A few years ago, Patrick Wang made one of the most promising indie debuts in a while with the audacious domestic drama In the Family. His follow-up, The Grief of Others, is a stirring and formally innovative adaptation of Leah Hager Cohen’s 2011 novel, again bringing formal vibrancy to weighty material : this time, the death of a newborn. Each character is in pain, each one copes ; none are untouched by the death. The story could come off as melodramatic, schematic, sentimental, but Wang is rather sober in his approach. It’s a testament to both his fidelity to the novel and his faith in his actors that he gives shading and definition to all the characters.
In Wang’s new film, the members of a family in upstate New York suffer and recuperate in their own ways following the death of the baby. The relationship between the father, John (Trevor St. John), and mother, Ricky (Wendy Moniz), unravels. Their overweight adolescent son (Jeremy Shinder) is bullied at school ; their younger daughter (Oona Laurence) skips classes to hang out by the Hudson River alone. Out of the blue, the father’s teenage daughter (Sonya Harum) from his first marriage shows up at their door and befriends a neighbor, Gordie (Mike Faist).
As with In the Family, Wang films the developing dramas in wide shots, with long takes, privileging the performances of his strong ensemble. His actors perform within a rich mise en scène, their movements choreographed so that, within a shot, the viewer’s attention shifts to different areas of the image. A new and welcome addition to Wang’s aesthetic is the methodical use of superimpositions and dissolves. When applied to such a plain and forthright style as Grief’s, these techniques are startling. Where In the Family expands, playing out scenes to exhaustion, The Grief of Others compresses, at times transposing two or three scenes on top of each other.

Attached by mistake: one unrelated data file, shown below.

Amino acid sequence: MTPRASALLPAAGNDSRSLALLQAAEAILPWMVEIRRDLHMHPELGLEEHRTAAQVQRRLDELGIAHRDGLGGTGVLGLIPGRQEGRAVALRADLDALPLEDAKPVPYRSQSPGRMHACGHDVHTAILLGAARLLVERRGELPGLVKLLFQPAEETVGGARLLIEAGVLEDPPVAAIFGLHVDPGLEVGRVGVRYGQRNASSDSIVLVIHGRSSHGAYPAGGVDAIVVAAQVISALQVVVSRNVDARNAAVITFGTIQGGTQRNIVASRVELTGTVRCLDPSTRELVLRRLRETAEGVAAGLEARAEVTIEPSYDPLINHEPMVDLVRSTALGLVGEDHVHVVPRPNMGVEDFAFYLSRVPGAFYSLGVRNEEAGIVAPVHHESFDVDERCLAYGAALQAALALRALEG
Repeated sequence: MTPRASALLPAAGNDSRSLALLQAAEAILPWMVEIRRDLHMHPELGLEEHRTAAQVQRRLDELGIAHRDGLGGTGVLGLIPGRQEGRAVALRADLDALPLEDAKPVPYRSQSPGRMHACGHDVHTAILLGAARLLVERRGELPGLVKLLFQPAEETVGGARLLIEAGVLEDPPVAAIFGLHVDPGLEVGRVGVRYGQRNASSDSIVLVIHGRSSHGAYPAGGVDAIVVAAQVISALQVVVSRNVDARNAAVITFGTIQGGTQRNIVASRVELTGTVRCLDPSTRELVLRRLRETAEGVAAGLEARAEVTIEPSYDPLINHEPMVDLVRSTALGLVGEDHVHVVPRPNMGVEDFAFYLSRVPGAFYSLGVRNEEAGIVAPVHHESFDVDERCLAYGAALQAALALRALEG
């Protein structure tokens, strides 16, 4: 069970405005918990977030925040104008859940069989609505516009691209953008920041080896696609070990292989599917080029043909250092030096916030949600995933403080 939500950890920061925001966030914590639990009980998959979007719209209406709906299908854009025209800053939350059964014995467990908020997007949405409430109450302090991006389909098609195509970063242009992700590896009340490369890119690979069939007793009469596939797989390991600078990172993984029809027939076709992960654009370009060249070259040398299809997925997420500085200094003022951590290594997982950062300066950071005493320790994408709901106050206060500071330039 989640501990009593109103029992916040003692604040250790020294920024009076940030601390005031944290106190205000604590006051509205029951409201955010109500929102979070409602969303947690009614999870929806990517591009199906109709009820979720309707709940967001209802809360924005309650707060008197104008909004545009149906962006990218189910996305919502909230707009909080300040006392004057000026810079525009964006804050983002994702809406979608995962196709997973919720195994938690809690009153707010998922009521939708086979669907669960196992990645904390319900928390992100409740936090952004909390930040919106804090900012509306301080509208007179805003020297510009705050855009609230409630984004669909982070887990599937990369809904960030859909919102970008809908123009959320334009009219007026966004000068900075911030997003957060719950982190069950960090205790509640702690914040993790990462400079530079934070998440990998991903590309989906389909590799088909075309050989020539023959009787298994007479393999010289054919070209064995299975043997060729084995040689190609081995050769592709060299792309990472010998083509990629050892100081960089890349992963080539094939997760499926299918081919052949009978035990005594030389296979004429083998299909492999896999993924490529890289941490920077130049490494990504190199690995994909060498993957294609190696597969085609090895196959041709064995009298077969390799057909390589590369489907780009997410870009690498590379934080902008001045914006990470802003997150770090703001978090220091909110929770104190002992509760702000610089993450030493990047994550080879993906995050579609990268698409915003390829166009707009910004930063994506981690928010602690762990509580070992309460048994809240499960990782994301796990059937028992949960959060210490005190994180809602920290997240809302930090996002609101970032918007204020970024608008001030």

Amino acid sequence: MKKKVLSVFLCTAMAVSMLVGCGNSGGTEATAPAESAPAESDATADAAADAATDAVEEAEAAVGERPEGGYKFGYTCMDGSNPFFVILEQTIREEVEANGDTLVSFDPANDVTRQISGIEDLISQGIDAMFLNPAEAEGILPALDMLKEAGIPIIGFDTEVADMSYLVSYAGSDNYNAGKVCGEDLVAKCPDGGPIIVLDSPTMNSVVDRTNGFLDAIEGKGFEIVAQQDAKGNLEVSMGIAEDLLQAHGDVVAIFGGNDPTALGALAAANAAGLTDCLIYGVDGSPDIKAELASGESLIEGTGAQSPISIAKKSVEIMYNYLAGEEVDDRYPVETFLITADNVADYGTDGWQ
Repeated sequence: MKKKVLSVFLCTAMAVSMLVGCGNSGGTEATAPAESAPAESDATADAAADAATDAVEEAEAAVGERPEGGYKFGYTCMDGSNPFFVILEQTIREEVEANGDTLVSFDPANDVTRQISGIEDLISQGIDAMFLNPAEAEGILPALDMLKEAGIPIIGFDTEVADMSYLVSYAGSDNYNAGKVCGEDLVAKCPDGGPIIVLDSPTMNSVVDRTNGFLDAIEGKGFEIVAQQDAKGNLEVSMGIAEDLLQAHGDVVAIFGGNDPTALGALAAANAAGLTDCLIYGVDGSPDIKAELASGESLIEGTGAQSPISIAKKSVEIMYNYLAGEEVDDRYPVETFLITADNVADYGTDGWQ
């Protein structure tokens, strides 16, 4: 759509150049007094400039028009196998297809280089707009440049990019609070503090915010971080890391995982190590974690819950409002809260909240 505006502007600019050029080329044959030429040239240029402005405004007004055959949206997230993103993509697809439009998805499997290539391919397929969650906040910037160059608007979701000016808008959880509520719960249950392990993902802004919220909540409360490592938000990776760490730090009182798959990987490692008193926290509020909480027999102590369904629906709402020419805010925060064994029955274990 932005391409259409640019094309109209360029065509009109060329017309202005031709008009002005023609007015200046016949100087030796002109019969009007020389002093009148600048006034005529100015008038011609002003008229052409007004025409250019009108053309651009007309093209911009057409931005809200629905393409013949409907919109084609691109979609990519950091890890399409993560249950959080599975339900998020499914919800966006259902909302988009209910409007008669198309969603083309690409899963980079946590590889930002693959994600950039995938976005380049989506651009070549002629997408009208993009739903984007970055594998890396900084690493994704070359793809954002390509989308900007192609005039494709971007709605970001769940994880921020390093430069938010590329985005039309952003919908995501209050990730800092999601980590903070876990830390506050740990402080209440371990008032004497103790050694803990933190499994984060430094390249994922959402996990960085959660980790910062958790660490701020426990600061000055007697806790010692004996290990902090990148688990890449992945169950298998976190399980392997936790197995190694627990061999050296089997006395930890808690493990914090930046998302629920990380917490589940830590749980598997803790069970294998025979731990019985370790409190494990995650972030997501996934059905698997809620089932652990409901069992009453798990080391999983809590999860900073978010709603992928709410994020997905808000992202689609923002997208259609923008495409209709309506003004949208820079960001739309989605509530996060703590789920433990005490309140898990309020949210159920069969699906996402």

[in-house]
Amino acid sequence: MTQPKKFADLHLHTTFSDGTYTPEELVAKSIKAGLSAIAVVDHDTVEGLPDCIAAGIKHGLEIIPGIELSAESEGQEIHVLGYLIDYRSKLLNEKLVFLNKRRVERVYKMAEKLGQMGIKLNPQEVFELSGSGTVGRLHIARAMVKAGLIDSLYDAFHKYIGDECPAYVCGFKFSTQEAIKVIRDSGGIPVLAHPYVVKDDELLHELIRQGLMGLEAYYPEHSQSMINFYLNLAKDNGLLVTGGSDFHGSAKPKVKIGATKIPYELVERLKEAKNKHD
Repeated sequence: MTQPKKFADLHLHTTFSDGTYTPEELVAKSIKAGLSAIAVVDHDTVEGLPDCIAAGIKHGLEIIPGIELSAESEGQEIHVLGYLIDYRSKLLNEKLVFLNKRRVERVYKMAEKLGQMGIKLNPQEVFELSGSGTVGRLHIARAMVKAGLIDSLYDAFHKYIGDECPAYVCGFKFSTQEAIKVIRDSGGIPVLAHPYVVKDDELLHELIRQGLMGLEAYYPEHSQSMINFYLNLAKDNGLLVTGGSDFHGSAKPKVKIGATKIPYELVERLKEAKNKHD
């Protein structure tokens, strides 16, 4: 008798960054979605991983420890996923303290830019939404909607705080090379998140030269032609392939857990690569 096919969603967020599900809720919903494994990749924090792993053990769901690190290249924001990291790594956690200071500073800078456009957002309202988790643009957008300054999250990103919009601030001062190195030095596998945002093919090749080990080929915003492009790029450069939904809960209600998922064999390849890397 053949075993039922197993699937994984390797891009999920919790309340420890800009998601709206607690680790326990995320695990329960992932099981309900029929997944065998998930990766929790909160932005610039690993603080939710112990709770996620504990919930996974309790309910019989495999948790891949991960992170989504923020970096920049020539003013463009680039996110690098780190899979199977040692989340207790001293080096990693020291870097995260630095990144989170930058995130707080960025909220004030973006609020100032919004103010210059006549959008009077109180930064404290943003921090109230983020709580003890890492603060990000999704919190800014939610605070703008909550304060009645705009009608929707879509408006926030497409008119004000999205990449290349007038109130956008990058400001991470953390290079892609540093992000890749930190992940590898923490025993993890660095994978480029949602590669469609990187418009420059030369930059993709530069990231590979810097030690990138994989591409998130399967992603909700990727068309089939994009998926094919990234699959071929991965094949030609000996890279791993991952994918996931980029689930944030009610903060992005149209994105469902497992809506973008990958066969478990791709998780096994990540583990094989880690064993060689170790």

Born in Sugar Land, Texas, a suburb of Houston, Wang graduated from MIT with a degree in economics. During his time in Massachusetts, he satisfied a growing interest in the performing arts by acting in “fringe theatre.” He taught and directed productions at the Stella Adler Studio as well as the Neighborhood Playhouse. He also acted in a handful of indie films, including Jay Weisman’s short, Surveillances, and Andrew van den Houten’s Headspace. In 2011, he shot and co-starred in his first film, the overlooked, and at nearly three hours, epic In the Family, about the custody battle that ensues for a gay Tennessee couple after a deadly car crash.
About 30 major film festivals rejected In the Family, until the Hawaii Film Festival and the San Diego Asian Film Festival screened it. Taking matters into his own hands, Wang self-distributed the film with a theatrical run at the Quad Cinema in New York, eventually earning praise from Roger Ebert. The Grief of Others had its world premiere at SXSW, and FILM COMMENT talked with Wang the week before its appearance in BAMcinemaFest, where it screens tonight.
How did you encounter Leah Hager Cohen’s book ?
Leah and I have known each other for over 15 years. When I was an actor in theatre, I did a production of Madame Butterfly, and she happened to be writing a book about it. We’ve kept in touch over the years. She happened to have a reading event for The Grief of Others in New York, very close to the time I was about to premiere In the Family. When I started traveling with In the Family, that book kind of accompanied me. So it was on my mind at the time when I was thinking about movies. At the beginning, we didn’t know if we would work on this together. At some point, I thought, well, maybe it would be best if I give it a go. I didn’t even know if it was something I would direct.